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Spring on the Stiperstones

A colourful day! Blue sky, with white puffy clouds. Red kites, a red grouse (who suggested we should go back), brilliant yellow gorse, brown (and white) sheep. And to follow all that, a trip to the Bog Centre for tea and cakes (we felt we’d earned them)

The Bog Visitor Centre

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A Stiperstones Stroll

There’s quite a breeze, and the clouds never quite clear  – a few rays of sunshine would improve the outing photographically, but otherwise, it’s a good day to be out on the Stiperstones. It’s a Sunday afternoon, so there are quite a few other people about, but there’s plenty of space up here. And though the clocks may have gone back, the Bog Centre is open (for a few more days only, before the winter shutdown) for tea and cake. What more could one ask?

The Bog Centre

Mucklewick in May

Sounds charming, doesn’t it? We started out from The Bog… It was warm, clear, sunny – beautiful! Gone are the pastel shades of the winter months – it’s all in technicolor today.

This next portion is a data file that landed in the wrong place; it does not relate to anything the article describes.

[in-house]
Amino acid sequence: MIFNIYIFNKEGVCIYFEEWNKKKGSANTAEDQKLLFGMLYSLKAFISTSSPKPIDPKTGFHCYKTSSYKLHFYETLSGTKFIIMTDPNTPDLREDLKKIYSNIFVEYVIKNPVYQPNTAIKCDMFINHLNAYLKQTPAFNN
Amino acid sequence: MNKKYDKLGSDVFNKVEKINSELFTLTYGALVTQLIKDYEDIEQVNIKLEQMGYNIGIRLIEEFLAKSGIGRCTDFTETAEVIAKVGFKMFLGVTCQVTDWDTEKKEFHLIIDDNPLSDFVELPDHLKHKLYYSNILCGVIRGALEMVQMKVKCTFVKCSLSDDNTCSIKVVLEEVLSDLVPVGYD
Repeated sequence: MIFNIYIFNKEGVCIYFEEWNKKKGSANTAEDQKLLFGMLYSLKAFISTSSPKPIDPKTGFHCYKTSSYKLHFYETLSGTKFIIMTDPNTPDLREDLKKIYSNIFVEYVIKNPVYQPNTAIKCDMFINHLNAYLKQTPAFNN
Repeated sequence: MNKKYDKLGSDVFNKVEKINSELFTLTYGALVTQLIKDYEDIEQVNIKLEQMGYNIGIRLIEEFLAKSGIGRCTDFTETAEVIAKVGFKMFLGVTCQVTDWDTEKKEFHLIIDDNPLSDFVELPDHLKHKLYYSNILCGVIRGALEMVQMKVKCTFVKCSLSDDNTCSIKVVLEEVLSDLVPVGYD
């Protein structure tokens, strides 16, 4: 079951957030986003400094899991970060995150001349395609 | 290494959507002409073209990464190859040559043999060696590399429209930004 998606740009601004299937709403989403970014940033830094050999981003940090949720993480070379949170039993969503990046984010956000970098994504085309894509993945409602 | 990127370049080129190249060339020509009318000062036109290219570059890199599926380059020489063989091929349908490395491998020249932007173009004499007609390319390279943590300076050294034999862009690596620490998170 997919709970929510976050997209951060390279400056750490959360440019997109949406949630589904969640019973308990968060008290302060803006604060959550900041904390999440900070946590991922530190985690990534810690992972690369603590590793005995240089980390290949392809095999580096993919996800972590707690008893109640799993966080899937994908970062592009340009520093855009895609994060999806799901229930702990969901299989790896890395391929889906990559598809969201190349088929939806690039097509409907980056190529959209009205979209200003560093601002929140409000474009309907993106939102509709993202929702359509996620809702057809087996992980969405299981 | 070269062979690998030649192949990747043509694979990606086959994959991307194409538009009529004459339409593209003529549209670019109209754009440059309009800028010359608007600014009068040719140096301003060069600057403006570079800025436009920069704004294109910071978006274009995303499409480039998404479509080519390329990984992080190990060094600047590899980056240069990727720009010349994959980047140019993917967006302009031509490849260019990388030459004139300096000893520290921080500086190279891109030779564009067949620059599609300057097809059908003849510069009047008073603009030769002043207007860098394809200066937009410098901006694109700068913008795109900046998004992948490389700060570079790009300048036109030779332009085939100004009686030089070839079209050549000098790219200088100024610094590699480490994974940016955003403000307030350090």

We leave the Bog car park by the new path beside the road, heading north-east on a walk that would be south-west of our starting point. There’s method in our madness – we’re avoiding a short stretch of path that can be seriously muddy. Later, as we descend from the ridge, a fairly comfortable rock beneath The Rock provides us with table and chairs (I exaggerate) for lunch – a near-perfect spot, away from the wind (a light breeze, very welcome later in the afternoon) and the gunfire. It’s not the quietest part of the county…

Quiet tracks (on the opposite side of the ridge to the shooting range) and a very minor road take us down to the West Onny valley, then via Nind back up onto the hills. Mucklewick Hill is another pleasant spot (enjoying that breeze now) for the last of the day’s provisions before, after a short descent, the long gentle rise to tea and cakes at the Bog Centre (highly recommended!).

The Bog Visitor Centre